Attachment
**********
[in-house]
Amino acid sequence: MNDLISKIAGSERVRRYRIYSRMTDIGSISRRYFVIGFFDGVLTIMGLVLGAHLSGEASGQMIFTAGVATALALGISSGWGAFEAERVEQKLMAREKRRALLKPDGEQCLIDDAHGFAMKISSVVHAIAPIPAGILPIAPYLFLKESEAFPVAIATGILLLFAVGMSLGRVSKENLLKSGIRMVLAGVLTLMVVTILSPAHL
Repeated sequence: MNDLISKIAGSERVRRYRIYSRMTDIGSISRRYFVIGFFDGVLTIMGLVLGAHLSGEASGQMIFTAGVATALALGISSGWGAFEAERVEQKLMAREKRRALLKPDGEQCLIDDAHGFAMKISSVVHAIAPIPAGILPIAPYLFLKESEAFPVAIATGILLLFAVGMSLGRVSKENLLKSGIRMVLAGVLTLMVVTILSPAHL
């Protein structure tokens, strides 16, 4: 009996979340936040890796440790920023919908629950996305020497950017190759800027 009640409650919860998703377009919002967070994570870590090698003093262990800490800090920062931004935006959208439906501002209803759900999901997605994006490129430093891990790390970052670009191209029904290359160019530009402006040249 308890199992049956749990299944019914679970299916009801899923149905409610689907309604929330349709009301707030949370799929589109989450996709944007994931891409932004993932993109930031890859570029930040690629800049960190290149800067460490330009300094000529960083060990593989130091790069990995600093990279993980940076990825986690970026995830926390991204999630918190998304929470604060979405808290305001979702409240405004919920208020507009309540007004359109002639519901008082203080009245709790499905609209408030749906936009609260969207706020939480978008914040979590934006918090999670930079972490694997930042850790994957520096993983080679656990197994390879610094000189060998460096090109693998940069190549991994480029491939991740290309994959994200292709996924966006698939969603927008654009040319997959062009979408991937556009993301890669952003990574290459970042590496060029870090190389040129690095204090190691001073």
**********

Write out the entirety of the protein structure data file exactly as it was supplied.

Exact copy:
[in-house]
Amino acid sequence: MNDLISKIAGSERVRRYRIYSRMTDIGSISRRYFVIGFFDGVLTIMGLVLGAHLSGEASGQMIFTAGVATALALGISSGWGAFEAERVEQKLMAREKRRALLKPDGEQCLIDDAHGFAMKISSVVHAIAPIPAGILPIAPYLFLKESEAFPVAIATGILLLFAVGMSLGRVSKENLLKSGIRMVLAGVLTLMVVTILSPAHL
Repeated sequence: MNDLISKIAGSERVRRYRIYSRMTDIGSISRRYFVIGFFDGVLTIMGLVLGAHLSGEASGQMIFTAGVATALALGISSGWGAFEAERVEQKLMAREKRRALLKPDGEQCLIDDAHGFAMKISSVVHAIAPIPAGILPIAPYLFLKESEAFPVAIATGILLLFAVGMSLGRVSKENLLKSGIRMVLAGVLTLMVVTILSPAHL
């Protein structure tokens, strides 16, 4: 009996979340936040890796440790920023919908629950996305020497950017190759800027 009640409650919860998703377009919002967070994570870590090698003093262990800490800090920062931004935006959208439906501002209803759900999901997605994006490129430093891990790390970052670009191209029904290359160019530009402006040249 308890199992049956749990299944019914679970299916009801899923149905409610689907309604929330349709009301707030949370799929589109989450996709944007994931891409932004993932993109930031890859570029930040690629800049960190290149800067460490330009300094000529960083060990593989130091790069990995600093990279993980940076990825986690970026995830926390991204999630918190998304929470604060979405808290305001979702409240405004919920208020507009309540007004359109002639519901008082203080009245709790499905609209408030749906936009609260969207706020939480978008914040979590934006918090999670930079972490694997930042850790994957520096993983080679656990197994390879610094000189060998460096090109693998940069190549991994480029491939991740290309994959994200292709996924966006698939969603927008654009040319997959062009979408991937556009993301890669952003990574290459970042590496060029870090190389040129690095204090190691001073």